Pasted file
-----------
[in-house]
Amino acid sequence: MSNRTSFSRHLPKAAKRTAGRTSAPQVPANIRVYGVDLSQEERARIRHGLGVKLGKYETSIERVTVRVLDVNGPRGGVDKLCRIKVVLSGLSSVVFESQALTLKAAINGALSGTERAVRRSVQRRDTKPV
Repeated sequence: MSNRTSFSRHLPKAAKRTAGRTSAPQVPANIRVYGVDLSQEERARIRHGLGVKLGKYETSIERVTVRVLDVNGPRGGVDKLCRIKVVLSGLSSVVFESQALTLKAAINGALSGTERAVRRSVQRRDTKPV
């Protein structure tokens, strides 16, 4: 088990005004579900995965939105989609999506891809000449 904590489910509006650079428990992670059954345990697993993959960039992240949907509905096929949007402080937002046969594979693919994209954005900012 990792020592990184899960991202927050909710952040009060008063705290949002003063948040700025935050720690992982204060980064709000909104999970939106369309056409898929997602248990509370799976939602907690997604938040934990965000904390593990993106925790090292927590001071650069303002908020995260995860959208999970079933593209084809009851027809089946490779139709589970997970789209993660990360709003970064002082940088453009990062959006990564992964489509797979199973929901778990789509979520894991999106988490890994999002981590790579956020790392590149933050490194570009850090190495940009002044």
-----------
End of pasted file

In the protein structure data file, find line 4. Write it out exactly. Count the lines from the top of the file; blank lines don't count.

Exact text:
């Protein structure tokens, strides 16, 4: 088990005004579900995965939105989609999506891809000449 904590489910509006650079428990992670059954345990697993993959960039992240949907509905096929949007402080937002046969594979693919994209954005900012 990792020592990184899960991202927050909710952040009060008063705290949002003063948040700025935050720690992982204060980064709000909104999970939106369309056409898929997602248990509370799976939602907690997604938040934990965000904390593990993106925790090292927590001071650069303002908020995260995860959208999970079933593209084809009851027809089946490779139709589970997970789209993660990360709003970064002082940088453009990062959006990564992964489509797979199973929901778990789509979520894991999106988490890994999002981590790579956020790392590149933050490194570009850090190495940009002044």